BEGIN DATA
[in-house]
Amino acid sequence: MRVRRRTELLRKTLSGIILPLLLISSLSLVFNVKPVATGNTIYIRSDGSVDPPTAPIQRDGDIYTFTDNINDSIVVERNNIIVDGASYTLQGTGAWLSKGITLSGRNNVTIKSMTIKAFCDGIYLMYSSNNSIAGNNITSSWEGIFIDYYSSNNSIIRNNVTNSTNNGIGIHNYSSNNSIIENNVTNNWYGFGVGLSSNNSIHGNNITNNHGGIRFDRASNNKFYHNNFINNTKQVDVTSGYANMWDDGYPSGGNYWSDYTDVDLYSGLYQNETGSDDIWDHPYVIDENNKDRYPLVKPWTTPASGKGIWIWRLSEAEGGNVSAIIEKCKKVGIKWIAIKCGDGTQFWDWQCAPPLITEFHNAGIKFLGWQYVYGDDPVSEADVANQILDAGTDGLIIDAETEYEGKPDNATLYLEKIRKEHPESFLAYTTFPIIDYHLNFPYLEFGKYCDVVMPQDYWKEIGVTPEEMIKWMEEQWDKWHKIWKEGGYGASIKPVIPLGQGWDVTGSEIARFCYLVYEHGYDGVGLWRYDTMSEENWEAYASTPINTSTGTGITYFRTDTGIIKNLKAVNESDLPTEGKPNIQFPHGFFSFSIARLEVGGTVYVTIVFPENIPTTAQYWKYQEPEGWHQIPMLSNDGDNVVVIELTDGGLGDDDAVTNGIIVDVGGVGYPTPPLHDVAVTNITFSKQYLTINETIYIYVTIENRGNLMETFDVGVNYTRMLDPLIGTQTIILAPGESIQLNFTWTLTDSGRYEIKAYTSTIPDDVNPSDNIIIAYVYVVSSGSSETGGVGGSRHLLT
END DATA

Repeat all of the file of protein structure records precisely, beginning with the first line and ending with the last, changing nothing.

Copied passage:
[in-house]
Amino acid sequence: MRVRRRTELLRKTLSGIILPLLLISSLSLVFNVKPVATGNTIYIRSDGSVDPPTAPIQRDGDIYTFTDNINDSIVVERNNIIVDGASYTLQGTGAWLSKGITLSGRNNVTIKSMTIKAFCDGIYLMYSSNNSIAGNNITSSWEGIFIDYYSSNNSIIRNNVTNSTNNGIGIHNYSSNNSIIENNVTNNWYGFGVGLSSNNSIHGNNITNNHGGIRFDRASNNKFYHNNFINNTKQVDVTSGYANMWDDGYPSGGNYWSDYTDVDLYSGLYQNETGSDDIWDHPYVIDENNKDRYPLVKPWTTPASGKGIWIWRLSEAEGGNVSAIIEKCKKVGIKWIAIKCGDGTQFWDWQCAPPLITEFHNAGIKFLGWQYVYGDDPVSEADVANQILDAGTDGLIIDAETEYEGKPDNATLYLEKIRKEHPESFLAYTTFPIIDYHLNFPYLEFGKYCDVVMPQDYWKEIGVTPEEMIKWMEEQWDKWHKIWKEGGYGASIKPVIPLGQGWDVTGSEIARFCYLVYEHGYDGVGLWRYDTMSEENWEAYASTPINTSTGTGITYFRTDTGIIKNLKAVNESDLPTEGKPNIQFPHGFFSFSIARLEVGGTVYVTIVFPENIPTTAQYWKYQEPEGWHQIPMLSNDGDNVVVIELTDGGLGDDDAVTNGIIVDVGGVGYPTPPLHDVAVTNITFSKQYLTINETIYIYVTIENRGNLMETFDVGVNYTRMLDPLIGTQTIILAPGESIQLNFTWTLTDSGRYEIKAYTSTIPDDVNPSDNIIIAYVYVVSSGSSETGGVGGSRHLLT